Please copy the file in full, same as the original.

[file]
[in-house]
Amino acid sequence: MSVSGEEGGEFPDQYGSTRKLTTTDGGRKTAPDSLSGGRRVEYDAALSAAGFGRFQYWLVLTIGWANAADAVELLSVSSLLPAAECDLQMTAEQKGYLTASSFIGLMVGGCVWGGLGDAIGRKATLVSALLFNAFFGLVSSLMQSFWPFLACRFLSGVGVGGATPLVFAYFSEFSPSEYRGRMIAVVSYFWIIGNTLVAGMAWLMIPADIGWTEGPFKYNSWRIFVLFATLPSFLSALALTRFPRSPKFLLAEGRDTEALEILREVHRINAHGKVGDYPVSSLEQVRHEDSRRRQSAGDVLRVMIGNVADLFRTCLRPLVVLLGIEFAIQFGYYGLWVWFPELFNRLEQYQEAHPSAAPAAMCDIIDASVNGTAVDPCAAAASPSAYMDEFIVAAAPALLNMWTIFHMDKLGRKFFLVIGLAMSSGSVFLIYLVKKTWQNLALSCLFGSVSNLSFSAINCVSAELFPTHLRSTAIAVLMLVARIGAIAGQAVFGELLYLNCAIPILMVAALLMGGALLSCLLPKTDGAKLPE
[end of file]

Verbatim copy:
[in-house]
Amino acid sequence: MSVSGEEGGEFPDQYGSTRKLTTTDGGRKTAPDSLSGGRRVEYDAALSAAGFGRFQYWLVLTIGWANAADAVELLSVSSLLPAAECDLQMTAEQKGYLTASSFIGLMVGGCVWGGLGDAIGRKATLVSALLFNAFFGLVSSLMQSFWPFLACRFLSGVGVGGATPLVFAYFSEFSPSEYRGRMIAVVSYFWIIGNTLVAGMAWLMIPADIGWTEGPFKYNSWRIFVLFATLPSFLSALALTRFPRSPKFLLAEGRDTEALEILREVHRINAHGKVGDYPVSSLEQVRHEDSRRRQSAGDVLRVMIGNVADLFRTCLRPLVVLLGIEFAIQFGYYGLWVWFPELFNRLEQYQEAHPSAAPAAMCDIIDASVNGTAVDPCAAAASPSAYMDEFIVAAAPALLNMWTIFHMDKLGRKFFLVIGLAMSSGSVFLIYLVKKTWQNLALSCLFGSVSNLSFSAINCVSAELFPTHLRSTAIAVLMLVARIGAIAGQAVFGELLYLNCAIPILMVAALLMGGALLSCLLPKTDGAKLPE